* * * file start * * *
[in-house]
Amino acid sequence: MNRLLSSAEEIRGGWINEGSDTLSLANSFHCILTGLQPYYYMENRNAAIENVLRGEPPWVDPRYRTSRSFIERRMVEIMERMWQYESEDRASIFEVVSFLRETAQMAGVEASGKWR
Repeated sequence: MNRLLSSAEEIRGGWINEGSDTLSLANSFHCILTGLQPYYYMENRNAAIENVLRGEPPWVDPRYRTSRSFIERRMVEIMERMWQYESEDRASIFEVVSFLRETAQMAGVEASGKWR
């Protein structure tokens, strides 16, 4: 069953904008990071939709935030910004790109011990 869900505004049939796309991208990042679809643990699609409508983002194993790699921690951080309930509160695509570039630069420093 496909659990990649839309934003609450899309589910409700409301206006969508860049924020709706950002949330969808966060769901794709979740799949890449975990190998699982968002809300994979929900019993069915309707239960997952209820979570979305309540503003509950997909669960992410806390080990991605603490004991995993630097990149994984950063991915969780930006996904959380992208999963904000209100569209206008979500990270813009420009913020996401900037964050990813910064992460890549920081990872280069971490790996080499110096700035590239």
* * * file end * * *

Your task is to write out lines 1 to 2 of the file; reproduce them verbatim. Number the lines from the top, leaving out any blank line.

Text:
[in-house]
Amino acid sequence: MNRLLSSAEEIRGGWINEGSDTLSLANSFHCILTGLQPYYYMENRNAAIENVLRGEPPWVDPRYRTSRSFIERRMVEIMERMWQYESEDRASIFEVVSFLRETAQMAGVEASGKWR